Despite predictions that widespread vaccinations would bring about an end to the COVID-19 pandemic, one top expert appears to be backing away from such a narrative.
As top White House medical adviser Dr. Anthony Fauci recently acknowledged, vaccinated Americans might need multiple booster shots to keep the virus under control.
“A much greater durability”
According to Fox News, the assessment came in the form of a statement on Sunday regarding the waning efficacy of vaccine doses.
“I’m hoping from an immunological standpoint that that third shot of an mRNA and the second shot of a J&J will give a much greater durability of protection than just the six months or so that we’re seeing right now,” Fauci told ABC News host George Stephanopoulos.
The interviewer pressed him on whether annual booster shots could become a routine for Americans.
“It’s tough to tell because the third shot of an mRNA could not only do what we absolutely know it does, it has dramatically increased the level of protection,” he said. “But from an immunological standpoint, it could very well increase the durability of protection by things that you can’t readily measure by the level of antibodies that you might have a maturation of the immune system that would prolong the durability.”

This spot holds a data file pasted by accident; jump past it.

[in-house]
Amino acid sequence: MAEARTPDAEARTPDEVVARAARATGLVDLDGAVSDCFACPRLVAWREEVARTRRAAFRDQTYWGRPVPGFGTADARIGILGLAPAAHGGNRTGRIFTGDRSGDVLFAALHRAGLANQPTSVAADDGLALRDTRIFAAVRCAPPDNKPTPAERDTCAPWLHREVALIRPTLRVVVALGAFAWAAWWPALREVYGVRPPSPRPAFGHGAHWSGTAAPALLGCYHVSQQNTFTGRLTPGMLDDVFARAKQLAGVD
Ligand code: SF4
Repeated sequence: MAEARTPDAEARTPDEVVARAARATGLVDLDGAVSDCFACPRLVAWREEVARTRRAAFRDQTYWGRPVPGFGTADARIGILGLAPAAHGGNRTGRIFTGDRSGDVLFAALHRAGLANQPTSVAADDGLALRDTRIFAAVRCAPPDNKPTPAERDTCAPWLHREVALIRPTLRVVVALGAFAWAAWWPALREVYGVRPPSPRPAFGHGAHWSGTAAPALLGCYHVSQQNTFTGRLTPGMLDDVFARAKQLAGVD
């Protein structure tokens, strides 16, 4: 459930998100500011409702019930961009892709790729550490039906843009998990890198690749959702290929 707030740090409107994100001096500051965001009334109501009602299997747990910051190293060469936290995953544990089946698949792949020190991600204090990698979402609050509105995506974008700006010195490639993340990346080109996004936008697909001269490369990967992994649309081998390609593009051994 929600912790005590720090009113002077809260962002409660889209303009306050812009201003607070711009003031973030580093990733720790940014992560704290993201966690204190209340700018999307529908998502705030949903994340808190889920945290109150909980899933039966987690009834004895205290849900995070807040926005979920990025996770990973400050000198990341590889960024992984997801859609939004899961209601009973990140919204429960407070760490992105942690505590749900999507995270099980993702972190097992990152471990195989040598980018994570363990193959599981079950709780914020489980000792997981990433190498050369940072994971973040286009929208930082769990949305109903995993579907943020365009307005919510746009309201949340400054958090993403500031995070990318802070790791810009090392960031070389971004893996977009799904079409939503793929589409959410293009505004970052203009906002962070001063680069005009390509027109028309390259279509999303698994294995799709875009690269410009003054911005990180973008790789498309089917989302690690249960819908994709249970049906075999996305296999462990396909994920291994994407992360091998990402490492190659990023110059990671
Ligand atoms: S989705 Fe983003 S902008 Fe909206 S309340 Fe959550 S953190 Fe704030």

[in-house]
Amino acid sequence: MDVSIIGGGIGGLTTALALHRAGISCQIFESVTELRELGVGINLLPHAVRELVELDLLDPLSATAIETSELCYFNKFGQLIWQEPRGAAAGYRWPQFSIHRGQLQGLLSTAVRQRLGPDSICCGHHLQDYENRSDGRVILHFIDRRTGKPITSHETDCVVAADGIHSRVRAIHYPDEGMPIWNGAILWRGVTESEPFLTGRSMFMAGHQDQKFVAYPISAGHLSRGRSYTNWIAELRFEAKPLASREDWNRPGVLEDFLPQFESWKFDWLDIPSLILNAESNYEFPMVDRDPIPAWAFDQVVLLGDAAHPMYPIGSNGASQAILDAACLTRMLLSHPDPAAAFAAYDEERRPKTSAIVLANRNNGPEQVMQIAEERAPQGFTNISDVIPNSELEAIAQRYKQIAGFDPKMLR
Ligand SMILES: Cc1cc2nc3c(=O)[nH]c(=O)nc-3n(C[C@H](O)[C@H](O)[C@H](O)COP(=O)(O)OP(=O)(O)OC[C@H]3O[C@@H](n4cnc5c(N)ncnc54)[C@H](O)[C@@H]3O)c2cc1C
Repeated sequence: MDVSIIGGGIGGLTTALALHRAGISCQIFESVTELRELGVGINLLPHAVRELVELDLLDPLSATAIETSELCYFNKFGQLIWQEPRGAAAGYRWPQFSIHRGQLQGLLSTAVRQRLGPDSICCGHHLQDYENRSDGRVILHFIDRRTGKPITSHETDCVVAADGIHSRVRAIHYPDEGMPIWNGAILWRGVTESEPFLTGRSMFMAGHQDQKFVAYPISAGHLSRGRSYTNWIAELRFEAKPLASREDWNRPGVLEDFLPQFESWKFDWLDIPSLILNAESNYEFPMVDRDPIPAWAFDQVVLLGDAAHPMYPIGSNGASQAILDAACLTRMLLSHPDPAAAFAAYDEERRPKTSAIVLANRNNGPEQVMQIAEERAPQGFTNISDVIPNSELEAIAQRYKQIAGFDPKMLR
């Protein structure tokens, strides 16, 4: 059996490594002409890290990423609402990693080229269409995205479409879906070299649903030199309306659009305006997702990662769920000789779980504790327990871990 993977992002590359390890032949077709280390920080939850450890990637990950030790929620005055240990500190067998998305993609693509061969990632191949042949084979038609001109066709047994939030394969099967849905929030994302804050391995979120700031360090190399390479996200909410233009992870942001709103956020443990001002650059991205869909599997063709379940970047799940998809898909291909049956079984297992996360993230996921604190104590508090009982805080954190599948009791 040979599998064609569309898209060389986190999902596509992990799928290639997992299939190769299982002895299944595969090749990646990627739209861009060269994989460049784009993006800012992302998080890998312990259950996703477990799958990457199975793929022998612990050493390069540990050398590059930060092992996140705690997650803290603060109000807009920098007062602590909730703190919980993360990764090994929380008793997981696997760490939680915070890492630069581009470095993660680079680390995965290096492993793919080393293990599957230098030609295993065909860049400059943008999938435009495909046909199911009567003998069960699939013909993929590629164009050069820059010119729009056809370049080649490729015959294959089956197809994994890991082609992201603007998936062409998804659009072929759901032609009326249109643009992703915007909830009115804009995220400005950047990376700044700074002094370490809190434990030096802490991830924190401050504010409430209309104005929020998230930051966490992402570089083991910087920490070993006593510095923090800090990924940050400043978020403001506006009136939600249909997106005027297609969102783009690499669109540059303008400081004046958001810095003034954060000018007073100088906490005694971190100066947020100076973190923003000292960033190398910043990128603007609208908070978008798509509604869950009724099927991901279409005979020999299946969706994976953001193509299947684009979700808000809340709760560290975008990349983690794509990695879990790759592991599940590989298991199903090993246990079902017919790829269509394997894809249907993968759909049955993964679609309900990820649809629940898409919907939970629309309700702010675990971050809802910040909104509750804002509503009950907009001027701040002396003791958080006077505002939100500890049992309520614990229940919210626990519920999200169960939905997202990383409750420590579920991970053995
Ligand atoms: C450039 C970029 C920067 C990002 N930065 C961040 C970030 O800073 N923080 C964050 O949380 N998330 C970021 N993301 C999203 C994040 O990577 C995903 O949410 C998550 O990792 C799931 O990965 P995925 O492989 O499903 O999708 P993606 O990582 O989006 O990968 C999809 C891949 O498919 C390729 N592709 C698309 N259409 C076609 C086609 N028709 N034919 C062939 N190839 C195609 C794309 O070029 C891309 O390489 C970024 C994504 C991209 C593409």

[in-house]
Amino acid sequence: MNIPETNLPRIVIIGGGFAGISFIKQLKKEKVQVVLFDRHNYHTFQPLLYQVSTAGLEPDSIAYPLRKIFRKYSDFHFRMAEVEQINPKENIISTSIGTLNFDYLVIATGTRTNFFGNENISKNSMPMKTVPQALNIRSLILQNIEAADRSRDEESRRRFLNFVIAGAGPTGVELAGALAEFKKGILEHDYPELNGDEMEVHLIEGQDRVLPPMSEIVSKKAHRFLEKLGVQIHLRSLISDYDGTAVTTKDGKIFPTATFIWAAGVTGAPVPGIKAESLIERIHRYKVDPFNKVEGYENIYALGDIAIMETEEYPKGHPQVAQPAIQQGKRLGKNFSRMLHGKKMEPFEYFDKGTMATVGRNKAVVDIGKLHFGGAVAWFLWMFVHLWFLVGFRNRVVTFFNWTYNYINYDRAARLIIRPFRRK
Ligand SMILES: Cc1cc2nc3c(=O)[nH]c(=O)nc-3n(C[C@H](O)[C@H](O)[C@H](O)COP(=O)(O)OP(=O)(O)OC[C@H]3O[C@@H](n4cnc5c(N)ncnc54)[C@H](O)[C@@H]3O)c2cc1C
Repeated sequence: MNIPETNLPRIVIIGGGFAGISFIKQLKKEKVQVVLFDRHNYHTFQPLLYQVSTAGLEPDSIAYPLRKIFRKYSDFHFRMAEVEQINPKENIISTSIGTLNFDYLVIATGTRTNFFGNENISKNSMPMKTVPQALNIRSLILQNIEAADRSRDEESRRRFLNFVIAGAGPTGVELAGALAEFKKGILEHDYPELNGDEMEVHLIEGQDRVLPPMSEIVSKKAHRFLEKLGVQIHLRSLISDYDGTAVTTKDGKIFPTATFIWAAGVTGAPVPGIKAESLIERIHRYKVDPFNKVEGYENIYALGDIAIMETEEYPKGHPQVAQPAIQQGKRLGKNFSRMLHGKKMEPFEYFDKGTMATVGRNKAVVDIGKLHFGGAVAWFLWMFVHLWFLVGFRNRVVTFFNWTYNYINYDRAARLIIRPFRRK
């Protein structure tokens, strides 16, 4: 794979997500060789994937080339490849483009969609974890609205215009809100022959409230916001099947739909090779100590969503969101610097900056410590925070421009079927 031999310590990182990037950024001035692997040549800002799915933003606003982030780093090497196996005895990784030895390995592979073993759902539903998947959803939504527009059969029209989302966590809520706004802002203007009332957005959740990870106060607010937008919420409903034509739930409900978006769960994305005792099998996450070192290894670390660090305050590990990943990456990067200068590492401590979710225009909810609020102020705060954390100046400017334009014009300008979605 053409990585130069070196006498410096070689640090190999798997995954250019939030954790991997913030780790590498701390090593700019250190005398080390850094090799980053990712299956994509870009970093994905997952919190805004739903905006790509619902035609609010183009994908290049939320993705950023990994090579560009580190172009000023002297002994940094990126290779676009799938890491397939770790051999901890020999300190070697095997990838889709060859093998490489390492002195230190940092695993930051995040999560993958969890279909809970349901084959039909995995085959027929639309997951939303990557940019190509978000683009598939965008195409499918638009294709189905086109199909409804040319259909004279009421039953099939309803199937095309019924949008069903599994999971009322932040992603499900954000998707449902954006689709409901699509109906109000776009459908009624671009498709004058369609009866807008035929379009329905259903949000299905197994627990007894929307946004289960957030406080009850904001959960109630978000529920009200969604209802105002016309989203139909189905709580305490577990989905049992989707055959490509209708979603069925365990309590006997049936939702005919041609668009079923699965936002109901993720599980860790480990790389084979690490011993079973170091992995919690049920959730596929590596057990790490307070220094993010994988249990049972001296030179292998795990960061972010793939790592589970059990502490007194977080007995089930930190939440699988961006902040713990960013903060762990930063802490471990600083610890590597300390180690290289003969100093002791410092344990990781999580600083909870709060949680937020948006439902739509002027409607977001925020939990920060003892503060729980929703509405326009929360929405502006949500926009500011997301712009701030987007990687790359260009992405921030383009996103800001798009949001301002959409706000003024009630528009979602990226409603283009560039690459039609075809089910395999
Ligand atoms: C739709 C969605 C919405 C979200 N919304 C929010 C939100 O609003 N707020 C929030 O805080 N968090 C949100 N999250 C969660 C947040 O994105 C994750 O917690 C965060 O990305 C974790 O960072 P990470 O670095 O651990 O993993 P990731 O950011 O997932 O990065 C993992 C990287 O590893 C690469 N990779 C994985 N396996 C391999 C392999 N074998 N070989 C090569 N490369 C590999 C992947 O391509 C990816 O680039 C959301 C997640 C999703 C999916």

Despite his troubling caveat, Fauci stopped short of recommending a yearly booster shot.
“Has not been elucidated”
“For official requirements, it’s still two shots of the mRNA and one shot of the J&J for the official determination of what’s required or not,” Fauci explained.
In an op-ed published by Fox News last month, however, Dr. Marty Makary argued that the Food and Drug Administration should rethink its policy of recommending boosters for all demographics.
While he acknowledged that promoting boosters among elderly and high-risk groups appears to be supported by available data, he added that “the reason both the FDA and [Centers for Disease Control and Prevention] external experts voted down ‘boosters for all adults’ just eight weeks ago was that the side effects of a booster in younger people has not been elucidated.”
The prevalence of the omicron variant of the virus has led to an increased push for most Americans to receive a booster shot.
Subsequent data, however, suggests that not only is the variant more resistant to available vaccines, but it is also believed to result in generally milder infections.